These days, with all the efforts that are being made to combat climate change, the watchword for every kind of transport is fuel efficiency. The world’s favourite environmentalist, Jeremy Clarkson, believes that hydrogen fuel cells are the answer to non-polluting car power; other people think it should be electric cars powered by sustainably generated electricity - or solar powered cars, even. Until any of those things happen, though, it will still be all about fuel efficiency. And now, it seems, fuel efficiency is something Silver Grey athletes can aim at and benefit from.


So, what is human fuel efficiency? Fuel efficiency is the term given to the rate at which muscular activity uses oxygen. Muscular activity could be any kind of bodily movement whether it is something obvious and aerobic like running, or something less obvious like walking to the shops or gardening. This rate at which oxygen is used is also known as the “Metabolic Cost” of activity, and in respect to running is known as Running Economy.


In order to find out more about people’s fuel efficiency and how it changes with age, researchers at University of Colorado, led by associate professor of kinesiology at Humboldt State University Justus Ortega have been doing some tests on two groups of 15 runners, one group aged in their twenties and the other group aged sixty five and older.


Both groups were regular runners, minimum 3 times per week for 30 minutes and over at least the previous six months. For the study, both groups were tested, across a range of speeds, on a special treadmill which measured the amount of force that the user applies to the running deck. Participants ran 5-minute sessions, at 2.01, 2.46 and 2.91 meters per second (4.5-6.5 mph).


After the tests the fuel efficiency of the two age groups was compared in order to discover what effect age has on it. Surprisingly, they found that the older runners had a similar metabolic cost of running as did the younger group. That’s to say that the rate at which the older group of runners burned oxygen was similar to that of the twenty year olds. And unsurprisingly, this is quite a different result from studies which examined the fuel efficiency of older adults who had an inactive lifestyle. These previous studies have shown that muscles become less efficient with age in those people who do have a sedentary active lifestyle, so the different findings of this new study can be put down to the fact of the older group’s running.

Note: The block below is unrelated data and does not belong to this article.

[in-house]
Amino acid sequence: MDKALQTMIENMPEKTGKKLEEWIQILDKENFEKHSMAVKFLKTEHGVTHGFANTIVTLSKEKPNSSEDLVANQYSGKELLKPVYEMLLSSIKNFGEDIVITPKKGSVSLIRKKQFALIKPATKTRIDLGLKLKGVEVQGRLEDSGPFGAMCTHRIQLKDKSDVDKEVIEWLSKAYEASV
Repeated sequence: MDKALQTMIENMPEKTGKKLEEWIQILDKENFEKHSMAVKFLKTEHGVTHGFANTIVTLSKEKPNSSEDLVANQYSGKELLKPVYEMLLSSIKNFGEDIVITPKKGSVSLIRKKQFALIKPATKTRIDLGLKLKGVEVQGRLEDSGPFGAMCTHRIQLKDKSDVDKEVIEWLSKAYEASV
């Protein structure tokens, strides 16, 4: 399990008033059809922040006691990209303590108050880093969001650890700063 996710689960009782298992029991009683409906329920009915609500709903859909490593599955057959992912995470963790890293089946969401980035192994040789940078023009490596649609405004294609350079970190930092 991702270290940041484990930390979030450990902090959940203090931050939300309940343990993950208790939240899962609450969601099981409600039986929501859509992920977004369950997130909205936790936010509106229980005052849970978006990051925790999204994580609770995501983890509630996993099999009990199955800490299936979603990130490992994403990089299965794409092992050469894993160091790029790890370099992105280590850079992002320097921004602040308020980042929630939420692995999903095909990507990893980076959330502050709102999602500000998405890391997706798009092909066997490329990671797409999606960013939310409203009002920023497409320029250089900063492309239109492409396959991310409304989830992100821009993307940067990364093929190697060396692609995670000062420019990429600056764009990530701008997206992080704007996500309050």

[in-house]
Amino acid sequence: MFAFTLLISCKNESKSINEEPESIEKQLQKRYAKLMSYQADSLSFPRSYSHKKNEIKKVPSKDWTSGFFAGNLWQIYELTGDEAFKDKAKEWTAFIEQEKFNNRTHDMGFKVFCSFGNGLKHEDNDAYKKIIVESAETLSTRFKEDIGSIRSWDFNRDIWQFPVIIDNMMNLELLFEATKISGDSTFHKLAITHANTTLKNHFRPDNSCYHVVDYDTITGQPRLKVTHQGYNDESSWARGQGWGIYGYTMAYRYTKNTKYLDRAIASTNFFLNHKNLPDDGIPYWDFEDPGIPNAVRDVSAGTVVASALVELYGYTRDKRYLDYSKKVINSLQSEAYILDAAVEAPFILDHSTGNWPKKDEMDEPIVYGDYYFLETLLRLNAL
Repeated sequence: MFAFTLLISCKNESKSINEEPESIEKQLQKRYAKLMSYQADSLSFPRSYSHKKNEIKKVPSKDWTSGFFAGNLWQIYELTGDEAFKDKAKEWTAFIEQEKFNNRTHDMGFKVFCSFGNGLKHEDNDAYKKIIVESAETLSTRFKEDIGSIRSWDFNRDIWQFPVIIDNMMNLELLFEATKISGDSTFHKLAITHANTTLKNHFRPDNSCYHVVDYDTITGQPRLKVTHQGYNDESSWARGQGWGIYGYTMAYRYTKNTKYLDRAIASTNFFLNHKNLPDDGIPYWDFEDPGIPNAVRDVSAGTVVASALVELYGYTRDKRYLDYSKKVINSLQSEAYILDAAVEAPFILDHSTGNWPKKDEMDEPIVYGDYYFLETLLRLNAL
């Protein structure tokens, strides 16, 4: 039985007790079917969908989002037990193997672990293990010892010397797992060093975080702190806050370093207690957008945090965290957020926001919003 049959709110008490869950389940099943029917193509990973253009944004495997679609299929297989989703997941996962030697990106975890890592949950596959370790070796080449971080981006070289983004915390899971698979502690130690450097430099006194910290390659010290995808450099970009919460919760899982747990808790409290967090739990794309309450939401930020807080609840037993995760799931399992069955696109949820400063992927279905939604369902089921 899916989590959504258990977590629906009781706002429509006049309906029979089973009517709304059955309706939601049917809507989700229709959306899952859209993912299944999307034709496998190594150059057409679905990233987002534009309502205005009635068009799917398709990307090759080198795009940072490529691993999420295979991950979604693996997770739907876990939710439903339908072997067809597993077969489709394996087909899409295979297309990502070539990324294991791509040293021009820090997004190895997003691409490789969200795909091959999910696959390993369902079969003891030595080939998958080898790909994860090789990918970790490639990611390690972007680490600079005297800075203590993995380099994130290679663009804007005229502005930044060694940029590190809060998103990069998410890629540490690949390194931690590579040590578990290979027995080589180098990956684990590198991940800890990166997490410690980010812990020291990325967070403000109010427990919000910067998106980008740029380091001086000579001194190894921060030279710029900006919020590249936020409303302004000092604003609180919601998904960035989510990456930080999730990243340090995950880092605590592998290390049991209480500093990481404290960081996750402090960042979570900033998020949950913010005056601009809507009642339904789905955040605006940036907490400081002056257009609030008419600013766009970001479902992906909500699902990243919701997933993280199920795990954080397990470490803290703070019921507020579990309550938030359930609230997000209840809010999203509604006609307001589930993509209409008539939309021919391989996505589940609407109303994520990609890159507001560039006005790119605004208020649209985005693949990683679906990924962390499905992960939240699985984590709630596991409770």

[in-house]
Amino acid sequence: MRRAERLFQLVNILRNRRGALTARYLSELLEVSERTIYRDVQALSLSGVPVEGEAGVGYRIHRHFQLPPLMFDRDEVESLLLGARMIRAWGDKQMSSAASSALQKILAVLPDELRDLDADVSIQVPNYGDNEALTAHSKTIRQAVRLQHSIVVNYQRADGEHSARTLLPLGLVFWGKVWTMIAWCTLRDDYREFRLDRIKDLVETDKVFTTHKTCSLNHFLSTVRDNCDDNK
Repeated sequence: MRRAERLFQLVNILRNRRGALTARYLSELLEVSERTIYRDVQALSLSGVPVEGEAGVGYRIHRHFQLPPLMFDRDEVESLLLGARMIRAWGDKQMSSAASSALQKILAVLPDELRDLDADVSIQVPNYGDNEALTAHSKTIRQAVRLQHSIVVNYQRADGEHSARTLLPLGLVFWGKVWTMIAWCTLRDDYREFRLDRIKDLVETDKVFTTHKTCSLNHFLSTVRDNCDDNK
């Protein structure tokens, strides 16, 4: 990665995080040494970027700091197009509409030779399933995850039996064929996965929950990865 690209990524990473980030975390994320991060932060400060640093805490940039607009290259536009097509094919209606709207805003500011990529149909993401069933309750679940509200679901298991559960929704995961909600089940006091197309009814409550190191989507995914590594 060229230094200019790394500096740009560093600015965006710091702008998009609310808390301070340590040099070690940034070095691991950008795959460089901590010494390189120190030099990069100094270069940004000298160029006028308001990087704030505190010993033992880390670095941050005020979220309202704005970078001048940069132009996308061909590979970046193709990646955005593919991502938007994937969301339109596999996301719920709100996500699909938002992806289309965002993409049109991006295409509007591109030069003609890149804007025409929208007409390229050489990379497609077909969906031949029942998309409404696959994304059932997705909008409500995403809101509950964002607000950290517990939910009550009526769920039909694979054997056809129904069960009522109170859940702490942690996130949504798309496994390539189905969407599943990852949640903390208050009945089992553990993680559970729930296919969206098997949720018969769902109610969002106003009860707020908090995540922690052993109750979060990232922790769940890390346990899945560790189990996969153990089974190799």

Researchers did find that there were bio-mechanical differences in the running characteristics of the older group, but even so older runners consumed metabolic energy at a similar rate to the young runners across the range of speeds. Essentially, these older runners maintained what was described as “youthful running economy” into their 60s.


When reading about this, we wondered about the importance and relevance of these results. After all, not everyone wants just to be good at running. And even if you are one of the people who do want to be good at it, why should it be something that matters to anyone who doesn’t want to be an efficient runner? Why is this important?


Our question to ourselves was whether the importance of this fuel efficiency, which was created in the research group by their regularly going running, might not be the translation of the improvement in muscle function into everyday life, into everyday activities that depend on muscles for execution.


We contacted Professor Ortega with our question who replied with this. “The positive effects of running (improved muscle efficiency, improved range of motion, improved cardiovascular health - and some even argue improve motor control i.e. balance and muscle steadiness - do indeed translate to other activities; both of daily living and exercises such as walking and biking.” And to quote the report’s conclusions “It may be that vigorous exercise, such as running, prevents the age related deterioration of muscular efficiency and, therefore, may make everyday activities easier.”


So this is the importance of the research. Not that people who run at a more advanced age can continue to run, but that the running has a beneficial effect on the runners’ muscles, making life in general easier for older adults and ensuring that they continue to function more effectively and more independently at a time of life when people who let things slide will really feel the consequences.


And if you don’t like running in particular, you may be in luck. Professor Ortega and his team are looking at which other types of exercise have similar effects on your muscles, and also whether the benefits of vigorous exercise will be felt by sedentary people who decide to take up exercise at an older age.


We will wait to read about what the scientists find out, but even before we read it we’re pretty sure we know what the answer will be!

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